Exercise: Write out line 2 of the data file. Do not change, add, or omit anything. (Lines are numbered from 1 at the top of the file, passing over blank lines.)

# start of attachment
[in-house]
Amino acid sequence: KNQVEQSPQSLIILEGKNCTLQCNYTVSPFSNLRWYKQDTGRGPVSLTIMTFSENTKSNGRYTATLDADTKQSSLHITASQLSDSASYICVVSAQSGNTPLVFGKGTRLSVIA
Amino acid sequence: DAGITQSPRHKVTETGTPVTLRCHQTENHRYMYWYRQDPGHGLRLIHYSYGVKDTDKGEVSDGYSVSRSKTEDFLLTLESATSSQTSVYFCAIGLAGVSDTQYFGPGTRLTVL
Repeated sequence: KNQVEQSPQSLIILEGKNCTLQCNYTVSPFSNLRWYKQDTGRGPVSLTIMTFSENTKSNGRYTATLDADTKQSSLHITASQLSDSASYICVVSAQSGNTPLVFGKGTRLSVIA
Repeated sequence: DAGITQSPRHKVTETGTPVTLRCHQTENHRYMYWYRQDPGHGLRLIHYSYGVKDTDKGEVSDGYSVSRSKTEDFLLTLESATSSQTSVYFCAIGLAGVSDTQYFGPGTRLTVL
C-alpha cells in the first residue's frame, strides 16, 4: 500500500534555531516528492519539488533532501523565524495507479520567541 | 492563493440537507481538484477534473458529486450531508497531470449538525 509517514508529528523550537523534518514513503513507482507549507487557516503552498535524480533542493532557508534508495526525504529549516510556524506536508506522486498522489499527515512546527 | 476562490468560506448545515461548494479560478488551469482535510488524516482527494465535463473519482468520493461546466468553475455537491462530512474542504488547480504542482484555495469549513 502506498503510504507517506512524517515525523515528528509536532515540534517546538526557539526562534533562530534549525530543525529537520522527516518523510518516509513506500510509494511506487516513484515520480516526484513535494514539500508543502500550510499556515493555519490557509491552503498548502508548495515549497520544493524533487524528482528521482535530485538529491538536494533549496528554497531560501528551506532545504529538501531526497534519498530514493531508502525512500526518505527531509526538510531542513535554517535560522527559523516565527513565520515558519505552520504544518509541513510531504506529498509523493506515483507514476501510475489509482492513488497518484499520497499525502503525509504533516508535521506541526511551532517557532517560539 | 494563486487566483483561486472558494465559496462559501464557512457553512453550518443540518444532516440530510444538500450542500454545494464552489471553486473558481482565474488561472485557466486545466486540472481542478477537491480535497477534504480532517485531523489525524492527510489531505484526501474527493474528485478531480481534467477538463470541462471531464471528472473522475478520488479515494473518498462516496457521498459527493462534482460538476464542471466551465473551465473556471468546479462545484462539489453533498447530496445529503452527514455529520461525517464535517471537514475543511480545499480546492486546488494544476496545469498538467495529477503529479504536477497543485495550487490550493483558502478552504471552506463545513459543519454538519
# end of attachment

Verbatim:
Amino acid sequence: KNQVEQSPQSLIILEGKNCTLQCNYTVSPFSNLRWYKQDTGRGPVSLTIMTFSENTKSNGRYTATLDADTKQSSLHITASQLSDSASYICVVSAQSGNTPLVFGKGTRLSVIA